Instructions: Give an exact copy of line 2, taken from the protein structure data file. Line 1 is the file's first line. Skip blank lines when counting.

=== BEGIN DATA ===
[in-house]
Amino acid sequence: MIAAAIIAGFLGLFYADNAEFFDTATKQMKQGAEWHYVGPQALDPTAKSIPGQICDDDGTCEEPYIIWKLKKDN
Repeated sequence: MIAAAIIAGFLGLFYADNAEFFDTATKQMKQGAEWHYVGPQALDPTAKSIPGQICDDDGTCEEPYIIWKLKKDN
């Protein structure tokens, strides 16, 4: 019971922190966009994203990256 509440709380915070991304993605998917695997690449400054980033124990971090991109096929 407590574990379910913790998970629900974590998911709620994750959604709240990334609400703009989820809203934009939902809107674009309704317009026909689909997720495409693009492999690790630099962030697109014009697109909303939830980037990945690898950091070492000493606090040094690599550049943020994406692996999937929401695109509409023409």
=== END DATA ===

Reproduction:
Amino acid sequence: MIAAAIIAGFLGLFYADNAEFFDTATKQMKQGAEWHYVGPQALDPTAKSIPGQICDDDGTCEEPYIIWKLKKDN